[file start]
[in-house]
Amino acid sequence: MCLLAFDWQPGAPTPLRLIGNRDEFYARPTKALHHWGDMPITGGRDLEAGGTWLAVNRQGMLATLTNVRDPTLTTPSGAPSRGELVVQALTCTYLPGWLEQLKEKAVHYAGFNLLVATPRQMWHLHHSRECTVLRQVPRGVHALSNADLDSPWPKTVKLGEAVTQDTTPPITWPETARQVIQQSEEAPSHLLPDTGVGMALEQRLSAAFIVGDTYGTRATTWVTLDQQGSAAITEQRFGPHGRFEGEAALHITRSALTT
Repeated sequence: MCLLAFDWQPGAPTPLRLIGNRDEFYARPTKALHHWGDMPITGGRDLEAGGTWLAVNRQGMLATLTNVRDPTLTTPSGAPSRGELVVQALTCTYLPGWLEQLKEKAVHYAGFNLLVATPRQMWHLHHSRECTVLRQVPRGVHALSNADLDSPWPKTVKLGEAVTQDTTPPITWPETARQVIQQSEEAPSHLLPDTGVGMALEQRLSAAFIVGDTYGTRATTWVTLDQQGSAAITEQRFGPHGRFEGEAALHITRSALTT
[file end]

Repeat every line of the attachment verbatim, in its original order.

[in-house]
Amino acid sequence: MCLLAFDWQPGAPTPLRLIGNRDEFYARPTKALHHWGDMPITGGRDLEAGGTWLAVNRQGMLATLTNVRDPTLTTPSGAPSRGELVVQALTCTYLPGWLEQLKEKAVHYAGFNLLVATPRQMWHLHHSRECTVLRQVPRGVHALSNADLDSPWPKTVKLGEAVTQDTTPPITWPETARQVIQQSEEAPSHLLPDTGVGMALEQRLSAAFIVGDTYGTRATTWVTLDQQGSAAITEQRFGPHGRFEGEAALHITRSALTT
Repeated sequence: MCLLAFDWQPGAPTPLRLIGNRDEFYARPTKALHHWGDMPITGGRDLEAGGTWLAVNRQGMLATLTNVRDPTLTTPSGAPSRGELVVQALTCTYLPGWLEQLKEKAVHYAGFNLLVATPRQMWHLHHSRECTVLRQVPRGVHALSNADLDSPWPKTVKLGEAVTQDTTPPITWPETARQVIQQSEEAPSHLLPDTGVGMALEQRLSAAFIVGDTYGTRATTWVTLDQQGSAAITEQRFGPHGRFEGEAALHITRSALTT